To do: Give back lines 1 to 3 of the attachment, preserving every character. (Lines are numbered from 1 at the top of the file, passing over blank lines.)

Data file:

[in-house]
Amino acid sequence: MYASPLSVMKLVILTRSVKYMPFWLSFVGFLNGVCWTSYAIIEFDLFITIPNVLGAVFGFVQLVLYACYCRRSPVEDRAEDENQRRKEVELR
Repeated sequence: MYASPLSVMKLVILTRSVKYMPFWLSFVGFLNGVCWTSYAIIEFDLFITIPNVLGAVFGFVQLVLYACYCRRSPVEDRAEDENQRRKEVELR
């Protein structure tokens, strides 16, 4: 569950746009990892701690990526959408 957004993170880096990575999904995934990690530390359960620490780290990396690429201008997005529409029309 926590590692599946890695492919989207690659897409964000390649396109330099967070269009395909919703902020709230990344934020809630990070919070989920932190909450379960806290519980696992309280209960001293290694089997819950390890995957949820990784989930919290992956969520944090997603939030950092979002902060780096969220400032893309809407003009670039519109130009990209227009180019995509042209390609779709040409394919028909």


[in-house]
Amino acid sequence: MYASPLSVMKLVILTRSVKYMPFWLSFVGFLNGVCWTSYAIIEFDLFITIPNVLGAVFGFVQLVLYACYCRRSPVEDRAEDENQRRKEVELR
Repeated sequence: MYASPLSVMKLVILTRSVKYMPFWLSFVGFLNGVCWTSYAIIEFDLFITIPNVLGAVFGFVQLVLYACYCRRSPVEDRAEDENQRRKEVELR